The Alzheimer’s Drug Discovery Foundation (ADDF) awarded three new grants in September and October. Two of the grants support the development of drugs to preserve memory storage and synaptic function in Alzheimer’s patients. The third award, to Dr. Frank Longo of PharmatrophiX, funds the advance of a new class of drugs that have shown promise for treating Alzheimer’s, Huntington’s, and Parkinson’s diseases.
Dr. Howard Fillit, Founding Executive Director and Chief Science Officer of the ADDF, says: “These three grants represent our commitment to accelerating promising research. Recent findings shed new light on synaptic plasticity, and scientists are quickly using that knowledge to develop drugs to preserve memory. And PharmatrophiX continues to develop first-in-class treatments for Alzheimer’s and other diseases that protect neurons. The ADDF has been supporting Dr. Longo’s work on multiple drugs since 2000, and we are inspired by his progress.”
Mark Gurney, PhD, Tetra Discovery Partners
BPN14770 Safety and Cognitive Benefit in Young and Elderly Subjects, and Phase 2 Enabling Three-Month Toxicology Study
The process of forming long-term memories involves signals moving across the connections between neurons, which are called synapses. Cyclic adenosine monophosphate (cAMP) is critical for stimulating these signals and, in earlier studies, researchers found that the enzyme PDE4D degrades cAMP. Tetra Discovery Partners has developed a molecule, BPN14770, which selectively inhibits PDE4D and may protect synapses and memories in Alzheimer’s disease patients. Dr. Gurney and the team at Tetra have completed the first part of a Phase 1 clinical trial of BPN14770, which showed the drug was well-tolerated in healthy adult patients. With this funding, the researchers will perform a Phase 1b study in healthy elderly patients, and concurrently, a toxicology study in animals. Their goal is to enable testing of BPN14770 in an eventual Phase 2 trial.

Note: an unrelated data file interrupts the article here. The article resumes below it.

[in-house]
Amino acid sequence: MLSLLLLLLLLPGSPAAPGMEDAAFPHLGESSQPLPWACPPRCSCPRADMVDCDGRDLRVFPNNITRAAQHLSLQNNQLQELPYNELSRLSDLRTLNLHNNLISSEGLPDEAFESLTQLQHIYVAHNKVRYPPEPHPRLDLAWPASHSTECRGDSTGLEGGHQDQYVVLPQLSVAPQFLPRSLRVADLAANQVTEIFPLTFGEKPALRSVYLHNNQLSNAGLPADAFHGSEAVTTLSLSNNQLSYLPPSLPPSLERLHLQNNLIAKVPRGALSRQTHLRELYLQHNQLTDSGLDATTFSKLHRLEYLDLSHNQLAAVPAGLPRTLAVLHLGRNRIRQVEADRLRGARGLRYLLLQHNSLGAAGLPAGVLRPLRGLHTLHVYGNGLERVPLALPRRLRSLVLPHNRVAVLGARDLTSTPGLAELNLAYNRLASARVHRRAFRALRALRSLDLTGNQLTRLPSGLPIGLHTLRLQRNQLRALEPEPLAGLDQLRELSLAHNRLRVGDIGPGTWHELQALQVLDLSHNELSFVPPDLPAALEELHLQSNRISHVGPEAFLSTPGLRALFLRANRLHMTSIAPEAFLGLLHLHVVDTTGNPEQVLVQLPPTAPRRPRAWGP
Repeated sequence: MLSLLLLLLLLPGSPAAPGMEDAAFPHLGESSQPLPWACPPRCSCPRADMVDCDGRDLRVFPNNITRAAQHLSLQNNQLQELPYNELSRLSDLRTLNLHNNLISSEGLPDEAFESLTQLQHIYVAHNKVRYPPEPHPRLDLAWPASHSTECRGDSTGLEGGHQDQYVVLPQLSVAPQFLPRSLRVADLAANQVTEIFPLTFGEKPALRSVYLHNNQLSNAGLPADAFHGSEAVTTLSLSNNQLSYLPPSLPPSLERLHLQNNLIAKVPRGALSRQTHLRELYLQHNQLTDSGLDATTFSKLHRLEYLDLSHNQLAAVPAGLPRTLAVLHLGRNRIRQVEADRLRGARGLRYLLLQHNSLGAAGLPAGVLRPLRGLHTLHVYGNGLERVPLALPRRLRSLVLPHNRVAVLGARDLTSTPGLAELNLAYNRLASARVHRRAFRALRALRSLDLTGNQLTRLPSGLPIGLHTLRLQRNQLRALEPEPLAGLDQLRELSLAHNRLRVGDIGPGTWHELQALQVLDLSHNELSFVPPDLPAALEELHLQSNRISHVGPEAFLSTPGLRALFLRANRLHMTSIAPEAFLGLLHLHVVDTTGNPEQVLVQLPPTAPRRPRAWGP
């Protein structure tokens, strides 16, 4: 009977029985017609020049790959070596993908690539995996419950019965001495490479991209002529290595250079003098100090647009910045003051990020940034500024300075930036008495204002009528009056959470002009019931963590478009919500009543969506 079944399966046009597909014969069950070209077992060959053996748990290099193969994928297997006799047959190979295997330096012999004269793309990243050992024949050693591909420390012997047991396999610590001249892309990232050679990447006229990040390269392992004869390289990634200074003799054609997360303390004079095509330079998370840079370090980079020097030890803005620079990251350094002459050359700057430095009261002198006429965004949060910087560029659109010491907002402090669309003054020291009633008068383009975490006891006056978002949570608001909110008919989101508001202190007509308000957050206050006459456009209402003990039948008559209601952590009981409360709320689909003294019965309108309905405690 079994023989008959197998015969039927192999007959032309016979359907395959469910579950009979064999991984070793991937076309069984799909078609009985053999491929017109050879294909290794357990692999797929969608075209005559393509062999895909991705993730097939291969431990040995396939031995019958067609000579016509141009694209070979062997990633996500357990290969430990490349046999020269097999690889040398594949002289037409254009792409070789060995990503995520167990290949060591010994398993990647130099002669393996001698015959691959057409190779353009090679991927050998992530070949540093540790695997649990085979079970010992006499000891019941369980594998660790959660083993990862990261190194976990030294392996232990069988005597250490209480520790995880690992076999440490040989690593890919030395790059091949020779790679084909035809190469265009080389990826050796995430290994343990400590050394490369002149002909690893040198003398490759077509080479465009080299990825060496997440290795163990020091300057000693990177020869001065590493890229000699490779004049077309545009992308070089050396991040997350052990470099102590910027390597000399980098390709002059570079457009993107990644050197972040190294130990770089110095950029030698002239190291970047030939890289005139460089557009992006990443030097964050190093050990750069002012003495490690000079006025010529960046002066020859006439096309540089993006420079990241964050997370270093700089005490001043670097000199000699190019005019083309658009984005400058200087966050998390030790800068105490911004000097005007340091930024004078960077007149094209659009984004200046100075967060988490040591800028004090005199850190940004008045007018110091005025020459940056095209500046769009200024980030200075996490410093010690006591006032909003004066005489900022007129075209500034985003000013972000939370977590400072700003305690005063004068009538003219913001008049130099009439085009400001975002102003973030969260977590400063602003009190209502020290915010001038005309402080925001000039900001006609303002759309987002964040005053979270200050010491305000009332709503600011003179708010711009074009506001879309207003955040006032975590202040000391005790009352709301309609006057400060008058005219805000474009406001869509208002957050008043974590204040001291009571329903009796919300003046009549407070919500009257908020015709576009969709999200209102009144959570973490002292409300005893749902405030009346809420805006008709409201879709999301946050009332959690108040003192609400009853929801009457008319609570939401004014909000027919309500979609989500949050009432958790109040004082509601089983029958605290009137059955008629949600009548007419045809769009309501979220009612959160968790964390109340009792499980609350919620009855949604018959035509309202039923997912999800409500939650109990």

John Lisman, PhD, Brandeis University
Treatment Strategies Based on Enhancing Dopamine Release from Noradrenergic Axons
Recent research has found that dopamine, best known as the brain chemical that regulates reward-motivated behavior, plays a surprising role in Alzheimer's disease. It is involved in how our synapses (i.e., neural connections) help to store memories. The process requires dopamine release in the brain’s memory center, known as the hippocampus. But the dopamine comes, unexpectedly, from noradrenaline cells rather than cells that normally release dopamine in the brain. Dr. Lisman and his colleagues at Brandeis University will attempt to increase dopamine in the hippocampus of animals using existing, FDA-approved drugs that block the conversion of dopamine to noradrenaline. They will also test whether this enhances memory and slows degeneration in this area of the brain.
Frank Longo, MD PhD, PharmatrophiX
IND-Enabling Development of Small Molecule TrkB Ligands for Alzheimer’s Therapeutics
Brain-derived neurotrophic factor (BDNF) is critical to the growth and protection of neurons and in the development of short-term memory. BDNF binds to receptors on the surface of neurons, signaling them to survive and/or grow. Dr. Longo is developing two types of compounds to activate one of the BDNF receptors, called TrkB. In early preclinical studies, these compounds showed promise for Huntington’s, Rett syndrome, Alzheimer’s, and Parkinson’s, though they didn’t achieve high enough levels in the brain to be effective enough to treat those diseases. With this funding, Dr. Longo will optimize his lead compounds to achieve higher levels of the compounds in the brain. His goal is to find the best drug candidate to take forward into future testing.